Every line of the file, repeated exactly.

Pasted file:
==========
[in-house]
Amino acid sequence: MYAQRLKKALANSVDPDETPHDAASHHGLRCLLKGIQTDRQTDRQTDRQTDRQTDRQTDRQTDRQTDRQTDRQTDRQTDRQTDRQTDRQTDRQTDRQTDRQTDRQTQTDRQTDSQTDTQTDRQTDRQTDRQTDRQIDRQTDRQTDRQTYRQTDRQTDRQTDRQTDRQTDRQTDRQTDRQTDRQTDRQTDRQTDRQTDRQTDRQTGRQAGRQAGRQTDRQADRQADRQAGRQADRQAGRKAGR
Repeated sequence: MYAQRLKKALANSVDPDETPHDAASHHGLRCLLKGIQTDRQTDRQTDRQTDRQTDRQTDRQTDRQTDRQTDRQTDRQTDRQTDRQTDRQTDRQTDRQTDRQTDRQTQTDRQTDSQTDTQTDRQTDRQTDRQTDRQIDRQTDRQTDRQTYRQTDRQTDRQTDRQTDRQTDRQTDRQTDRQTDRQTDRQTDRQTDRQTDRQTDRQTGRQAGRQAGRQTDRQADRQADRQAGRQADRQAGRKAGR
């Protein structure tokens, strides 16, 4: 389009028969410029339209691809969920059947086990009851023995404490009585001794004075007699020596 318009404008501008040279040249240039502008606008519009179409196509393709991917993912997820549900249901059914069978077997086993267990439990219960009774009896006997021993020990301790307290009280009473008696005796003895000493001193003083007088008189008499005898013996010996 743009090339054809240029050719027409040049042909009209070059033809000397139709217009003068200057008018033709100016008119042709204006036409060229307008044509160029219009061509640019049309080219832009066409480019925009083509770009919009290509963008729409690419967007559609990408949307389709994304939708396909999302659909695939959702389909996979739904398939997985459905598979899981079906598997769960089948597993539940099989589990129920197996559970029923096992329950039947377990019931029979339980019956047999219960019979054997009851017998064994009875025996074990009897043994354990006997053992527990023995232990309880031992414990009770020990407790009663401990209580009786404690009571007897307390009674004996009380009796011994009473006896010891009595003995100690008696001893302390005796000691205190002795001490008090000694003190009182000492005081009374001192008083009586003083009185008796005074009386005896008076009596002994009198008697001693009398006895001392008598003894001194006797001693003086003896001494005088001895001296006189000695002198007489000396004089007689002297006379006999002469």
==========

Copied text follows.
[in-house]
Amino acid sequence: MYAQRLKKALANSVDPDETPHDAASHHGLRCLLKGIQTDRQTDRQTDRQTDRQTDRQTDRQTDRQTDRQTDRQTDRQTDRQTDRQTDRQTDRQTDRQTDRQTDRQTQTDRQTDSQTDTQTDRQTDRQTDRQTDRQIDRQTDRQTDRQTYRQTDRQTDRQTDRQTDRQTDRQTDRQTDRQTDRQTDRQTDRQTDRQTDRQTDRQTGRQAGRQAGRQTDRQADRQADRQAGRQADRQAGRKAGR
Repeated sequence: MYAQRLKKALANSVDPDETPHDAASHHGLRCLLKGIQTDRQTDRQTDRQTDRQTDRQTDRQTDRQTDRQTDRQTDRQTDRQTDRQTDRQTDRQTDRQTDRQTDRQTQTDRQTDSQTDTQTDRQTDRQTDRQTDRQIDRQTDRQTDRQTYRQTDRQTDRQTDRQTDRQTDRQTDRQTDRQTDRQTDRQTDRQTDRQTDRQTDRQTGRQAGRQAGRQTDRQADRQADRQAGRQADRQAGRKAGR
């Protein structure tokens, strides 16, 4: 389009028969410029339209691809969920059947086990009851023995404490009585001794004075007699020596 318009404008501008040279040249240039502008606008519009179409196509393709991917993912997820549900249901059914069978077997086993267990439990219960009774009896006997021993020990301790307290009280009473008696005796003895000493001193003083007088008189008499005898013996010996 743009090339054809240029050719027409040049042909009209070059033809000397139709217009003068200057008018033709100016008119042709204006036409060229307008044509160029219009061509640019049309080219832009066409480019925009083509770009919009290509963008729409690419967007559609990408949307389709994304939708396909999302659909695939959702389909996979739904398939997985459905598979899981079906598997769960089948597993539940099989589990129920197996559970029923096992329950039947377990019931029979339980019956047999219960019979054997009851017998064994009875025996074990009897043994354990006997053992527990023995232990309880031992414990009770020990407790009663401990209580009786404690009571007897307390009674004996009380009796011994009473006896010891009595003995100690008696001893302390005796000691205190002795001490008090000694003190009182000492005081009374001192008083009586003083009185008796005074009386005896008076009596002994009198008697001693009398006895001392008598003894001194006797001693003086003896001494005088001895001296006189000695002198007489000396004089007689002297006379006999002469």